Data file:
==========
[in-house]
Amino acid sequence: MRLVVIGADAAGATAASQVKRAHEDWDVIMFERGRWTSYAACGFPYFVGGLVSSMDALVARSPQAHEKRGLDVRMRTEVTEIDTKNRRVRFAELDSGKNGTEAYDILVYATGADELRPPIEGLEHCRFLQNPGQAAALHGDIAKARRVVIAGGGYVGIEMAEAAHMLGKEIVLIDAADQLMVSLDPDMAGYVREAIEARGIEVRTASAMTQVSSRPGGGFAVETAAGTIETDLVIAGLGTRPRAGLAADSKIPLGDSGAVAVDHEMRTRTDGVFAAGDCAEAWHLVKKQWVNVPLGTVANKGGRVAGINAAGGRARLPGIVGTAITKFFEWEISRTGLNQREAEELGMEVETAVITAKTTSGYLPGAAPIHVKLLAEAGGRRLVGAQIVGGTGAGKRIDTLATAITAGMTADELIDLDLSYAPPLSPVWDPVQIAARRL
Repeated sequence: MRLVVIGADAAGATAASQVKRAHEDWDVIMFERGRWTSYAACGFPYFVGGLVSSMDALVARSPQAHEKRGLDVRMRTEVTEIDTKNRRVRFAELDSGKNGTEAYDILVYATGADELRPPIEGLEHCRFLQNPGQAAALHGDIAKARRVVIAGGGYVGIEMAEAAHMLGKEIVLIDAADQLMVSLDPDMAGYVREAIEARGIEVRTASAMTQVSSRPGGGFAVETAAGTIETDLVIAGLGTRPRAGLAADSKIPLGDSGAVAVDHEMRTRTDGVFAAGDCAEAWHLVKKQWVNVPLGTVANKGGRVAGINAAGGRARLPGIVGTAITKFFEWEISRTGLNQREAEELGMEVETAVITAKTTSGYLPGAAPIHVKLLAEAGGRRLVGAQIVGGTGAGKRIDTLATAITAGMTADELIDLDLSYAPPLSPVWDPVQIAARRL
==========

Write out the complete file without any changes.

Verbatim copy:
[in-house]
Amino acid sequence: MRLVVIGADAAGATAASQVKRAHEDWDVIMFERGRWTSYAACGFPYFVGGLVSSMDALVARSPQAHEKRGLDVRMRTEVTEIDTKNRRVRFAELDSGKNGTEAYDILVYATGADELRPPIEGLEHCRFLQNPGQAAALHGDIAKARRVVIAGGGYVGIEMAEAAHMLGKEIVLIDAADQLMVSLDPDMAGYVREAIEARGIEVRTASAMTQVSSRPGGGFAVETAAGTIETDLVIAGLGTRPRAGLAADSKIPLGDSGAVAVDHEMRTRTDGVFAAGDCAEAWHLVKKQWVNVPLGTVANKGGRVAGINAAGGRARLPGIVGTAITKFFEWEISRTGLNQREAEELGMEVETAVITAKTTSGYLPGAAPIHVKLLAEAGGRRLVGAQIVGGTGAGKRIDTLATAITAGMTADELIDLDLSYAPPLSPVWDPVQIAARRL
Repeated sequence: MRLVVIGADAAGATAASQVKRAHEDWDVIMFERGRWTSYAACGFPYFVGGLVSSMDALVARSPQAHEKRGLDVRMRTEVTEIDTKNRRVRFAELDSGKNGTEAYDILVYATGADELRPPIEGLEHCRFLQNPGQAAALHGDIAKARRVVIAGGGYVGIEMAEAAHMLGKEIVLIDAADQLMVSLDPDMAGYVREAIEARGIEVRTASAMTQVSSRPGGGFAVETAAGTIETDLVIAGLGTRPRAGLAADSKIPLGDSGAVAVDHEMRTRTDGVFAAGDCAEAWHLVKKQWVNVPLGTVANKGGRVAGINAAGGRARLPGIVGTAITKFFEWEISRTGLNQREAEELGMEVETAVITAKTTSGYLPGAAPIHVKLLAEAGGRRLVGAQIVGGTGAGKRIDTLATAITAGMTADELIDLDLSYAPPLSPVWDPVQIAARRL